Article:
One thing I’ve learned after 5 miscarriages is that before you can begin to navigate the world through a lens of intense grief, you have to figure out how to exist in it. The saddest moments I’ve had in the midst of my losses were thinking I couldn’t go on. Not only could I not fathom day to day things like getting out of bed, showering, getting dressed, going to work, eating, interacting with people; I couldn’t even fathom waking up, because every morning when I open my eyes it’s a slap in the face. Having to do anything beyond waking up and facing my reality from under the sheets is an impossible hurdle some days. You learn to survive by the minute or the hour, not by the day.
Nothing is the same after miscarriage, and I describe life after loss as having to find your new normal, because there is no returning to the way things were. Pregnant women and babies are everywhere, just as they were before, but now it feels like they exist just to punish you. I almost abandoned my cart in the grocery store last week because of 2 small children nearby whose innocent voices I couldn’t escape. I lost my focus, let the tears well up, and then debated if I should run out of the store or take a deep breath and get what I came for. I managed to finish the trip but added a pound of gummy bears to my haul, a consolation prize for enduring grief at the grocery store.
In the beginning, life is little more than enduring a series of painful moments. Waiting rooms full of pregnant women you identified with just a week ago, having to stare at the collection of baby photos on the wall of the doctor’s office, those are the obvious and immediate triggers. Life continues like that. Babies and pregnant bellies are suddenly in every public space you go to, and it begins to feel like nowhere is safe. You find yourself having a decent morning on a rare occasion you decide to leave the house, and suddenly you’re choking back tears witnessing a moment between a parent and baby in a Starbucks when all you want is to order a damn coffee.
I remember going through the multiple pregnancy tracking apps I was using and having to click “Report a miscarriage.” It was a real punch to the gut bonus when the app didn’t have that option, and I continued to get emails, “your baby is the size of a lime!” I sent at least one scathing email about this, and learned to never ever sign up for more than one pregnancy tracking app. Gone was the joy of having what I call a naive pregnancy, no real worry that anything could go wrong.
Then there are the unexpected triggers that kidnap your joy when you least expect it. Without explanation or reason… random unrelated songs, movies you once enjoyed, “baby on board” stickers, stacks of booster seats at restaurants, social media targeted ads that stalk you everywhere you go just because you googled something about a pregnancy symptom 3 months ago, ultrasound photos and pregnancy announcements popping up on Facebook and sending you into a tailspin.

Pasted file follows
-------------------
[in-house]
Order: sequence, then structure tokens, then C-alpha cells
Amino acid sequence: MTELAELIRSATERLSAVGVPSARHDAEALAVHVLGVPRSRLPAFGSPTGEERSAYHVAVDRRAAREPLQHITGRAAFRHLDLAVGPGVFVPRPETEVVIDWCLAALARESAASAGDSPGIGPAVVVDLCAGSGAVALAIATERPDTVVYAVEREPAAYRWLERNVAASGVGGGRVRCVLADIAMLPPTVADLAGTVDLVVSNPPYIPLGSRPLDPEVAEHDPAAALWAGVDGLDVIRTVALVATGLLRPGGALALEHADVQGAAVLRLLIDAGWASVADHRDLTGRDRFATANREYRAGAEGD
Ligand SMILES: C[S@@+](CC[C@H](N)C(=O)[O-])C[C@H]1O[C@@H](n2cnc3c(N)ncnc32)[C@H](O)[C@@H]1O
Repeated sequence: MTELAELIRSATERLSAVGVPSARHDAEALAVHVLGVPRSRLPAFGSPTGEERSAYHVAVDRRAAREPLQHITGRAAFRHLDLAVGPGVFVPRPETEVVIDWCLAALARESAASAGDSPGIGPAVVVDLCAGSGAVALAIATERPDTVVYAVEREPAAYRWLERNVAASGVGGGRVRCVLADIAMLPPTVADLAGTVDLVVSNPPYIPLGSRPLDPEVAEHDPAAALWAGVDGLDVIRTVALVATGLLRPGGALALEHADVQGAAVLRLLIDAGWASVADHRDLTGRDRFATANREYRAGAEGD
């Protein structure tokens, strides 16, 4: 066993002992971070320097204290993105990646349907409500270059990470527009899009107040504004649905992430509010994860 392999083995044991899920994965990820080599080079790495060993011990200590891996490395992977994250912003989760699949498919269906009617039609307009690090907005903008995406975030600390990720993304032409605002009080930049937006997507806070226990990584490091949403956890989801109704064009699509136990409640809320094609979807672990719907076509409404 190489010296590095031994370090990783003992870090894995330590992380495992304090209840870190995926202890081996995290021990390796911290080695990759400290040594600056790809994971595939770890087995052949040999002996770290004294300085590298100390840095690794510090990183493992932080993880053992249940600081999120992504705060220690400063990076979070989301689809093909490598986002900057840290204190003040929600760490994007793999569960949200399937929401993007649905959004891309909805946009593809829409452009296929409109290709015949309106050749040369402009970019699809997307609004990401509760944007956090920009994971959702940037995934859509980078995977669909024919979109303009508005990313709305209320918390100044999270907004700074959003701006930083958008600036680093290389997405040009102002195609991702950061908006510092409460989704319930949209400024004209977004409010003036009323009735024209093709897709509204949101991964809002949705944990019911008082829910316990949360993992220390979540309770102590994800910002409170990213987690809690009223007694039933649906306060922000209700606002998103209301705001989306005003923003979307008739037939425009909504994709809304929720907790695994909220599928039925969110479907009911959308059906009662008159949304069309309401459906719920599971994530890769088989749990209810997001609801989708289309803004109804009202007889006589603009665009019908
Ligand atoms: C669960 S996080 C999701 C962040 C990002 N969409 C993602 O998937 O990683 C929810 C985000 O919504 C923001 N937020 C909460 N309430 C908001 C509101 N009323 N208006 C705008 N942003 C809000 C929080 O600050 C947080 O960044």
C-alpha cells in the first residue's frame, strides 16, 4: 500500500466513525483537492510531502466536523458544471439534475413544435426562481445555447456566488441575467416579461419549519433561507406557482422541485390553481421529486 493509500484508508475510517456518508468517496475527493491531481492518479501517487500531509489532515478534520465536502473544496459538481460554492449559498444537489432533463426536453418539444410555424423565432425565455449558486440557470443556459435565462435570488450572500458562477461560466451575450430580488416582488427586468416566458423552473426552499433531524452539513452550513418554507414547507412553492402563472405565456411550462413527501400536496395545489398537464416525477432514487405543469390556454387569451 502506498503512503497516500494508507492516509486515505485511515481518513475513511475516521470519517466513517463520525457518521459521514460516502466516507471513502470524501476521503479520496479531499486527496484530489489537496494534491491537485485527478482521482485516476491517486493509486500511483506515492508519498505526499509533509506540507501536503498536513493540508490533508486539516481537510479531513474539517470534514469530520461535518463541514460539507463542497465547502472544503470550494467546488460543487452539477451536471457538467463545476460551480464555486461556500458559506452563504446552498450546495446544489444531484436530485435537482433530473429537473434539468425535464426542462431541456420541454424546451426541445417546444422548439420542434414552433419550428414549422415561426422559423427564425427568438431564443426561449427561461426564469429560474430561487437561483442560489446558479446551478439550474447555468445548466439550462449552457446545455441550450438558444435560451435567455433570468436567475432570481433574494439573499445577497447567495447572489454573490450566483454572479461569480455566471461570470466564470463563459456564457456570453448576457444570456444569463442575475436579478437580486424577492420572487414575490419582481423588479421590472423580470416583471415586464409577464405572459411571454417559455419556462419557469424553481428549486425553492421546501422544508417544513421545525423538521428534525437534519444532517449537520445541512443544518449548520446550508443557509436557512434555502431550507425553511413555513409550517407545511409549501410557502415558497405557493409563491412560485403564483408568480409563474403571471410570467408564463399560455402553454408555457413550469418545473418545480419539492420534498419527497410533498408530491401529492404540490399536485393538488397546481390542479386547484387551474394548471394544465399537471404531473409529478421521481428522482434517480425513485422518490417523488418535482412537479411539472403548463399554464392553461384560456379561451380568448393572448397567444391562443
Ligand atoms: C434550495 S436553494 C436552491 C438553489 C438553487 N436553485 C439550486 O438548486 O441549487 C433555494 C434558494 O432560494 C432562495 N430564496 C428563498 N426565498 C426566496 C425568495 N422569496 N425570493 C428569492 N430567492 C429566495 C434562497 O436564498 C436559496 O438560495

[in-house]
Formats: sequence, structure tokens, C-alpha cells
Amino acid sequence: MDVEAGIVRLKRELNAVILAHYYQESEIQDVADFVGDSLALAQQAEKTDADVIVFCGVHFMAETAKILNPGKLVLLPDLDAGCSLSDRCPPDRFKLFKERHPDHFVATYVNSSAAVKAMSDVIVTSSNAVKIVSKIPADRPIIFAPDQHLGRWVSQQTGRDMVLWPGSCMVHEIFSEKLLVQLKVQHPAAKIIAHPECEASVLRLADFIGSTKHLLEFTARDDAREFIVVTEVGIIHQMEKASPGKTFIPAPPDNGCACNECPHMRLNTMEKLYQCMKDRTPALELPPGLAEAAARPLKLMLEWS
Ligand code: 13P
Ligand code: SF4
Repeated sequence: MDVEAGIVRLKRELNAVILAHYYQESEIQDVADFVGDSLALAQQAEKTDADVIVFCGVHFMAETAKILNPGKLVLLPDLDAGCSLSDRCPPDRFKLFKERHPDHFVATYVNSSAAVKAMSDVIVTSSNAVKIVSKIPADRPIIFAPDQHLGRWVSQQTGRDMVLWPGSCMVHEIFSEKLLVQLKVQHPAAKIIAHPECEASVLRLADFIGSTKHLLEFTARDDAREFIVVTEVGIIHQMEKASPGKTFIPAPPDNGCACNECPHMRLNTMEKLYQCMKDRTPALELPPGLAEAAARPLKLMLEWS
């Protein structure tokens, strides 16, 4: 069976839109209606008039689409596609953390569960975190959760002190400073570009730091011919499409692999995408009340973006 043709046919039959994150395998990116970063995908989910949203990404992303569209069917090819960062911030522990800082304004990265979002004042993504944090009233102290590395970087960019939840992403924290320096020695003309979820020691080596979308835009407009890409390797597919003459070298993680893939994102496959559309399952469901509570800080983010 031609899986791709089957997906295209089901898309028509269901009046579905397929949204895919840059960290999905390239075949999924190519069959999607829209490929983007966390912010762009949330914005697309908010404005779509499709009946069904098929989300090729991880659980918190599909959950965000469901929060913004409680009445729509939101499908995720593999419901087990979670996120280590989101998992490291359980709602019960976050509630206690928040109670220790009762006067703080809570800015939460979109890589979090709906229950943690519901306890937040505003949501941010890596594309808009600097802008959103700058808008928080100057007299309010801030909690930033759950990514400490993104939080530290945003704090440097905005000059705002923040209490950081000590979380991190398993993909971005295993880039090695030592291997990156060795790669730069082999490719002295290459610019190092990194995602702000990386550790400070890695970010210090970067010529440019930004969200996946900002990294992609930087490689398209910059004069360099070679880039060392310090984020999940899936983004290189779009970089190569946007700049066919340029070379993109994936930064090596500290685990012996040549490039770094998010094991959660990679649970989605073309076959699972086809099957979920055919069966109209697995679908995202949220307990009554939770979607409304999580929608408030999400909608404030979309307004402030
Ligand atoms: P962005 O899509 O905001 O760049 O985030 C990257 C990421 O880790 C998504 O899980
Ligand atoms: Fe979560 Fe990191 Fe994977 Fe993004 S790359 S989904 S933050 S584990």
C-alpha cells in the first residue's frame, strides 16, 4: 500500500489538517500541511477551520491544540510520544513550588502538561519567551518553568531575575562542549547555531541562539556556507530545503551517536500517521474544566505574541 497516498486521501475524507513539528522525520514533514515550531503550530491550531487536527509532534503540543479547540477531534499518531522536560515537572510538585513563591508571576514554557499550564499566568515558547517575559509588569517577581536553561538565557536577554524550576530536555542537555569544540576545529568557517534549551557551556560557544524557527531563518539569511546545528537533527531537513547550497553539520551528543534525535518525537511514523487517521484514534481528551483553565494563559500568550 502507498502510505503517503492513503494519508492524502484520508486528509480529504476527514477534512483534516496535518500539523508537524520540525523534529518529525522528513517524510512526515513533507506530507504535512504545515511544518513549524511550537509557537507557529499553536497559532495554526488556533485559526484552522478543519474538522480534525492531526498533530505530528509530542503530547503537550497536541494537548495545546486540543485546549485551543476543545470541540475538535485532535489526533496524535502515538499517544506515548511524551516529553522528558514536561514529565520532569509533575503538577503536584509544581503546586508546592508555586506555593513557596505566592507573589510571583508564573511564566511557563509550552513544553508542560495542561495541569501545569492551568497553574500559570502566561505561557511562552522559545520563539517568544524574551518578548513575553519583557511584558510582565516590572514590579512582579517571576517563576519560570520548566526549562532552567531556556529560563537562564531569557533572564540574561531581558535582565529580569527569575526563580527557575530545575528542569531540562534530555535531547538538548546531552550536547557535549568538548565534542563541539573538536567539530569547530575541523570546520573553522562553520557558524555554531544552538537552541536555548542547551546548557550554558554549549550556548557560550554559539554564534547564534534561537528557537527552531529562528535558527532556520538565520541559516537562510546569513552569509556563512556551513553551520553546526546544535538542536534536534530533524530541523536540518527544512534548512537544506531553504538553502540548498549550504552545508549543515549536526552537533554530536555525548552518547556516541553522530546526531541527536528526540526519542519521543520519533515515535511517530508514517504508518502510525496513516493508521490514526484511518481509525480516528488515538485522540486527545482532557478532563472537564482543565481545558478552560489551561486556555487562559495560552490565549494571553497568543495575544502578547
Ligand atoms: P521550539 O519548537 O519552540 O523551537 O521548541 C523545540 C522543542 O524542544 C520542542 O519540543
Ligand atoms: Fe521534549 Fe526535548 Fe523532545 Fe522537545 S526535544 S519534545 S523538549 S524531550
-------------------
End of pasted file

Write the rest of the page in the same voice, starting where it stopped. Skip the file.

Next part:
Last year we went to Target a few weeks before Christmas to get a small artificial tree, since we’d be spending Christmas just the two of us at home. The aisles of trees and decorations and wrapped gift displays were a lot to take in. Parents wheeling carts full of children’s toys, hearing Christmas music, the feeling of holiday cheer in the air, it was all so overwhelmingly painful. It put a spotlight on the fact that our October baby didn’t make it. I saw no reason to put up decorations or get a tree if we didn’t have our 2 month old to celebrate with. Feeling blindsided, we left empty handed and I cried on the ride home. It was our first holiday season since losing a baby, and by that time, we’d lost 3.
I wish more people understood how hard it is to exist in the world after one miscarriage, and how much harder it becomes with each additional loss. It’s not that I don’t want to see your baby on social media, or that I don’t want to come to the children’s birthday parties. It’s that I physically and emotionally can’t. Not forever, but for awhile. Protecting your heart after loss should be prioritized, without guilt, without outside criticism.
I learned after awhile to be unapologetic about protecting my heart. In the beginning, I would worry that I was making people uncomfortable by talking about my pain freely, or that I was weak for not being able to show up to an event where I knew babies would be present. I would take with a polite nod all the well-meaning comments that secretly infuriated me. Maybe I have become hardened or bitter, but navigating grief after multiple miscarriages will give us a hardened perspective at times. I’ve learned how important boundaries are to my healing and that speaking up is okay when someone doesn’t respect them. Holding myself together in public to avoid making everyone else uncomfortable at the sacrifice of my own comfort is a thing of the past. I will cry at dinner and keep eating. This is my new normal.